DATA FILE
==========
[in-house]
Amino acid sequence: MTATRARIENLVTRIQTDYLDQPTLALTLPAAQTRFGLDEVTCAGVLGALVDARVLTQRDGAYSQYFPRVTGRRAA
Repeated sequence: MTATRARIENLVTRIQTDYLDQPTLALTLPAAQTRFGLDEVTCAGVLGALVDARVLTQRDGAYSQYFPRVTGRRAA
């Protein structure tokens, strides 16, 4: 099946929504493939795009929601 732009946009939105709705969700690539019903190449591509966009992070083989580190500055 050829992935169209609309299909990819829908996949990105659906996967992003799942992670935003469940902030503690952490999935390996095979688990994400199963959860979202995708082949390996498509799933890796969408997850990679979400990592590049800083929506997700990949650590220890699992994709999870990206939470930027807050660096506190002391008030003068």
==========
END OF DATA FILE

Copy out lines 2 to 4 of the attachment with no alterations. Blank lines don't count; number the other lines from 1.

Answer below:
Amino acid sequence: MTATRARIENLVTRIQTDYLDQPTLALTLPAAQTRFGLDEVTCAGVLGALVDARVLTQRDGAYSQYFPRVTGRRAA
Repeated sequence: MTATRARIENLVTRIQTDYLDQPTLALTLPAAQTRFGLDEVTCAGVLGALVDARVLTQRDGAYSQYFPRVTGRRAA
């Protein structure tokens, strides 16, 4: 099946929504493939795009929601 732009946009939105709705969700690539019903190449591509966009992070083989580190500055 050829992935169209609309299909990819829908996949990105659906996967992003799942992670935003469940902030503690952490999935390996095979688990994400199963959860979202995708082949390996498509799933890796969408997850990679979400990592590049800083929506997700990949650590220890699992994709999870990206939470930027807050660096506190002391008030003068």